Gang of Five: City Council secret texts cost taxpayers $71K so far

Gang of Five: City Council secret texts cost taxpayers $71K so far

CINCINNATI, OH (FOX19) - Cincinnati officials released figures Wednesday showing the cost to taxpayers -- so far -- for outside attorneys to defend City Council’s Gang of Five in lawsuits seeking their secret text messages.

After repeated requests, Vice Mayor Christopher Smitherman received a rundown from City Solicitor Paula Boggs Muething.

“The public deserves to know what they are paying for and how much it costs,” Smitherman told FOX19 NOW.

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Big picture: the city has been billed $71,963 so far.

That’s $60,252.45 from two prominent downtown Cincinnati law firms and $11,708.25 from an outside vendor used to retrieve text messages from the phones of the self-proclaimed “Gang of Five:" Council Members Tamaya Dennard, Wendell Young, Greg Landsman, P.G. Sittenfeld and Chris Seelbach.

“It costs $10,000 per day in losses to operate the streetcar, so that’s just a week of streetcar losses, right?” said Chris Finney, one of the lawyers representing Mark Miller of COAST, who sued for the private messages.

That $71,963 figure is nearly half of the $150,000 the city has allocated for outside legal work in the lawsuit from an anti-tax activist accusing five council members of violating the state’s Open Meeting Laws by deciding public business via a secret text string.

Council sought outside legal help in the case when a conflict of interest arose during attempts to draw Smitherman into the case.

A judge rejected the request, so city lawyers took the case back over, according to an email from Boggs Muething to Smitherman released to FOX19 NOW under a public records request.

City attorneys also are clocking in major time on the case. Boggs Muething estimated they have clocked in a minimum 350 hours on case, which is now in the First District Court of Appeals.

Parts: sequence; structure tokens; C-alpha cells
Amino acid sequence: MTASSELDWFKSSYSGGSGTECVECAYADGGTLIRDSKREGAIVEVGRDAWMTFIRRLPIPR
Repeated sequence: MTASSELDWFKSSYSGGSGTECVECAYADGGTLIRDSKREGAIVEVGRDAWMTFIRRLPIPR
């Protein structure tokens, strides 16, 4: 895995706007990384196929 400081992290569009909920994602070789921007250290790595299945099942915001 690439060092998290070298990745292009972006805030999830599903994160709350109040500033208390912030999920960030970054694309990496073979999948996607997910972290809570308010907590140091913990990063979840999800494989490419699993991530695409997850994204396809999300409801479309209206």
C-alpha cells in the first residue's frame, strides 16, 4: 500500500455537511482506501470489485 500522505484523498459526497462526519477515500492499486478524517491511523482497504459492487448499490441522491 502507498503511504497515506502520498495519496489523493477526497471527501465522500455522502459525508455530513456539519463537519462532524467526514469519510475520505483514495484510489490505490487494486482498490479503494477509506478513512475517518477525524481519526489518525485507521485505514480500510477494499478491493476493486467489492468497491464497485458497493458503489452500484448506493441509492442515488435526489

More details about the hours city attorneys have clocked in on the case and invoices to the city from the outside law firms are expected to be released Thursday, according to Smitherman.

“The longer this saga over the text messages drag on the more costly it will be for taxpayers," said council member Jeff Pastor. "I would like this saga to end and get back to focusing on how we are going to close the looming budget deficit ahead.”

The suit, filed in April, describes the Democrats as “a cabal of five rogue members” of council holding illegal, secret meetings via email and text messages to discuss Mayor John Cranley asking then-City Manager Harry Black to resign, a violation of Ohio’s Open Meeting Act and the city charter.

The Gang’s private lawyers, who are with Dinsmore & Shohl and Taft Stettinius & Hollister, unsuccessfully argued in court Oct. 21 to keep the messages private.

Hamilton County Common Pleas Court Judge Robert Ruehlman disagreed and ordered the messages turned over to him no later than Nov. 2.

That includes even messages between two council members - and he extended the date to Jan. 1 2018 to the date his order was issued. The lawsuit only sought 18 days of texts.

Now, it’s not clear when the appeals court may rule. Then, the resolution of the case - and legal costs - could continue to mount if it’s appealed to the Ohio Supreme Court.

Since the lawsuit was filed, attorneys for the Gang have released all of the text messages they exchanged in the group string, not ones exchanged between two council members.

Those messages were eyebrow-raising, with Young calling Mayor John Cranley a liar and referring to him as “little sucker."

In another, Sittenfeld urged then-City Manager Harry Black to seek counseling.

In other messages, Black promised Seelbach he would fix problems with the streetcar if Seelbach would vote to keep Black.

The Gang also discussed Cranley’s nominee to the Southwest Ohio Regional Transit Authority board (which was ultimately rejected in a 6-3 vote) and FC Cincinnati’s stadium in the West End.

By law, the city must pay the legal fees of anti-tax activist Mark Miller if he prevails in his lawsuit.

The city and/or Young and Dennard also could be ordered by the court to pay penalties for failing retain the messages and/or follow Ohio’s public records law.

A city attorney disclosed Dennard accidentally destroyed hers when her phone fell into a pool, and Young purposely deleted his off his phone, court records show.

Destruction or damage of public records is subject to a fine of $1,000 to $10,00 per violation, state law shows.

Hamilton County Prosecutor Joe Deters and three of his top assistant prosecutors are reviewing the case to see if the law was broken when the text messages were destroyed.

You can read the full email with the figures released so far below:

Vice Mayor:

This email is in response to the RLS below. My apologies for the delay in getting you this information. We will get copies of the invoices to your office tomorrow.

Overview of text message-related litigation

The City’s legal position is that text messages sent on personal, privately paid-for cell phones are not the public records of the City because these messages are not kept by the City. Recently, this position has been challenged in lawsuits filed in Hamilton County and the Ohio Court of Claims. Below is a summary of these lawsuits: